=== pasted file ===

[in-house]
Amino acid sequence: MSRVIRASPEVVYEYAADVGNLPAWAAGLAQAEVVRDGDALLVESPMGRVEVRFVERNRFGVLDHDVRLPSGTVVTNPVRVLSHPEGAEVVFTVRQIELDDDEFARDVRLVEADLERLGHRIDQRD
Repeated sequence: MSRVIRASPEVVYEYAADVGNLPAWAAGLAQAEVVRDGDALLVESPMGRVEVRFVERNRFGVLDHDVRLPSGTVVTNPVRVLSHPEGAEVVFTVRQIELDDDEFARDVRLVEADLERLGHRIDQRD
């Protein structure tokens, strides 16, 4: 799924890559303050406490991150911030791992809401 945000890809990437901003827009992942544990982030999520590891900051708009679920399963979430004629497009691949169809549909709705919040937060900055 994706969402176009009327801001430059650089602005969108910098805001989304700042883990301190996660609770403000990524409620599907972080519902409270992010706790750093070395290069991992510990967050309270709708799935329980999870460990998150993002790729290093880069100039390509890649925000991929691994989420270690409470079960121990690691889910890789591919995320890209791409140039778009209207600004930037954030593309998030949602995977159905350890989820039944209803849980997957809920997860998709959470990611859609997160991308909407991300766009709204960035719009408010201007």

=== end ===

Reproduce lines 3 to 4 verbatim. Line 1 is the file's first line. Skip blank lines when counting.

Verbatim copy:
Repeated sequence: MSRVIRASPEVVYEYAADVGNLPAWAAGLAQAEVVRDGDALLVESPMGRVEVRFVERNRFGVLDHDVRLPSGTVVTNPVRVLSHPEGAEVVFTVRQIELDDDEFARDVRLVEADLERLGHRIDQRD
């Protein structure tokens, strides 16, 4: 799924890559303050406490991150911030791992809401 945000890809990437901003827009992942544990982030999520590891900051708009679920399963979430004629497009691949169809549909709705919040937060900055 994706969402176009009327801001430059650089602005969108910098805001989304700042883990301190996660609770403000990524409620599907972080519902409270992010706790750093070395290069991992510990967050309270709708799935329980999870460990998150993002790729290093880069100039390509890649925000991929691994989420270690409470079960121990690691889910890789591919995320890209791409140039778009209207600004930037954030593309998030949602995977159905350890989820039944209803849980997957809920997860998709959470990611859609997160991308909407991300766009709204960035719009408010201007």